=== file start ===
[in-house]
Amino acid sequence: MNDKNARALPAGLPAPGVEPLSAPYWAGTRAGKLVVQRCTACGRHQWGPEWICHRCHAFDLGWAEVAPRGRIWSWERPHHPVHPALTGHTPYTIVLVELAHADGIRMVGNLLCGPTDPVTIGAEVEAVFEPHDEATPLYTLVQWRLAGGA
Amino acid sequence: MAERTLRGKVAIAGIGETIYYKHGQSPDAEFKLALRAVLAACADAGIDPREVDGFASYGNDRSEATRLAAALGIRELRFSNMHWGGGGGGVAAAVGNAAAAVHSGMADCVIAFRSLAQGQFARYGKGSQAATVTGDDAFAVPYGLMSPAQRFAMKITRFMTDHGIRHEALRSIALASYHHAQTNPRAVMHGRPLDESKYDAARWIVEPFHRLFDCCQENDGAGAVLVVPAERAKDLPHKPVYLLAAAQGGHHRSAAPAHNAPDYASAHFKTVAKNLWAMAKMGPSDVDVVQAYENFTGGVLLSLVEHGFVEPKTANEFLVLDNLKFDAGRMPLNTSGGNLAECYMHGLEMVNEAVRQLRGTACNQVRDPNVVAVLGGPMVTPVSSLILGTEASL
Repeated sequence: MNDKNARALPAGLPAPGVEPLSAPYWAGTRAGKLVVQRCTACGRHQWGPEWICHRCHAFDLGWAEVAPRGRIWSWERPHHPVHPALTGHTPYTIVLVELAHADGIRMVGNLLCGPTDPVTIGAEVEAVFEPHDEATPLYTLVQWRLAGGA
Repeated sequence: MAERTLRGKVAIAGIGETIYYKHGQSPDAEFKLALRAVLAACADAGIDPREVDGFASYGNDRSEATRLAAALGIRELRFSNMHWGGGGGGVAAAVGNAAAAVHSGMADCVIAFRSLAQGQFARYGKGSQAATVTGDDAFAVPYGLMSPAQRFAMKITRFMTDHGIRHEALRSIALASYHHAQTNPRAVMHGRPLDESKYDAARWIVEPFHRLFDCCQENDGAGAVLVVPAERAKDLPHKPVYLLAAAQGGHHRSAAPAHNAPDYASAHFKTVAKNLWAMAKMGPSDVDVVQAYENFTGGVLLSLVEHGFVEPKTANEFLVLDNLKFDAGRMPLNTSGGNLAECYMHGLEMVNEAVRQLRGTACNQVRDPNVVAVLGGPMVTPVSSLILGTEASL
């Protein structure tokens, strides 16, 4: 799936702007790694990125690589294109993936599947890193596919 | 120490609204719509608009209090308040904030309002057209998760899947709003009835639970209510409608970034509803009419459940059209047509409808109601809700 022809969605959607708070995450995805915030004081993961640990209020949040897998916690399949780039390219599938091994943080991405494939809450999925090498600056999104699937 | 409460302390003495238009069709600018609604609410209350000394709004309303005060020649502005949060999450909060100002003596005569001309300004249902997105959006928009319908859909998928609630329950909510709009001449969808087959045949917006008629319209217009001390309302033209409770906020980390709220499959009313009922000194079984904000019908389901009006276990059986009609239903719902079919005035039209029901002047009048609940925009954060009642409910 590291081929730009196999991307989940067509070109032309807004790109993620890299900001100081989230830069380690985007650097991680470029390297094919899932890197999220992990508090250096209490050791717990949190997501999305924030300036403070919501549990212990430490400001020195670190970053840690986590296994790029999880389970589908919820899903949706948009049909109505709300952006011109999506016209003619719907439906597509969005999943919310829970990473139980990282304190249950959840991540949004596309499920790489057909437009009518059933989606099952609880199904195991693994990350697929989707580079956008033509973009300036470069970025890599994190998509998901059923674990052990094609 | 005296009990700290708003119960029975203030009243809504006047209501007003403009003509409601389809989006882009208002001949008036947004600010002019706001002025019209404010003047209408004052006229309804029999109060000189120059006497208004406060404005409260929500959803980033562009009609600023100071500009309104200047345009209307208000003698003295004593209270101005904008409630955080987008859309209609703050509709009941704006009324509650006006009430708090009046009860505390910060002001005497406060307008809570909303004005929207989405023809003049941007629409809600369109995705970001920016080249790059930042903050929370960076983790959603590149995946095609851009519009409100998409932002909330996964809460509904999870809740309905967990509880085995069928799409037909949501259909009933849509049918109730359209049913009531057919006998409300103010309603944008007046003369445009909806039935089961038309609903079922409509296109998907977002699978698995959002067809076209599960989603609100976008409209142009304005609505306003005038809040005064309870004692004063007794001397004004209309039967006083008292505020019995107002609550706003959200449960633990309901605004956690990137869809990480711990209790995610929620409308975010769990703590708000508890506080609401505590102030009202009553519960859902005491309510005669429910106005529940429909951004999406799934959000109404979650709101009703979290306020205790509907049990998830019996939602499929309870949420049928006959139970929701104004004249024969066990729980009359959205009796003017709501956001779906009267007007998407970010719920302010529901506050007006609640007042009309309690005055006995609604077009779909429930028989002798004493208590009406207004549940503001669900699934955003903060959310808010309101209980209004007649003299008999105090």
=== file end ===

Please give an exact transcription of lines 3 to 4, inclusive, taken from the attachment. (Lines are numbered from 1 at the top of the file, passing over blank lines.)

Amino acid sequence: MAERTLRGKVAIAGIGETIYYKHGQSPDAEFKLALRAVLAACADAGIDPREVDGFASYGNDRSEATRLAAALGIRELRFSNMHWGGGGGGVAAAVGNAAAAVHSGMADCVIAFRSLAQGQFARYGKGSQAATVTGDDAFAVPYGLMSPAQRFAMKITRFMTDHGIRHEALRSIALASYHHAQTNPRAVMHGRPLDESKYDAARWIVEPFHRLFDCCQENDGAGAVLVVPAERAKDLPHKPVYLLAAAQGGHHRSAAPAHNAPDYASAHFKTVAKNLWAMAKMGPSDVDVVQAYENFTGGVLLSLVEHGFVEPKTANEFLVLDNLKFDAGRMPLNTSGGNLAECYMHGLEMVNEAVRQLRGTACNQVRDPNVVAVLGGPMVTPVSSLILGTEASL
Repeated sequence: MNDKNARALPAGLPAPGVEPLSAPYWAGTRAGKLVVQRCTACGRHQWGPEWICHRCHAFDLGWAEVAPRGRIWSWERPHHPVHPALTGHTPYTIVLVELAHADGIRMVGNLLCGPTDPVTIGAEVEAVFEPHDEATPLYTLVQWRLAGGA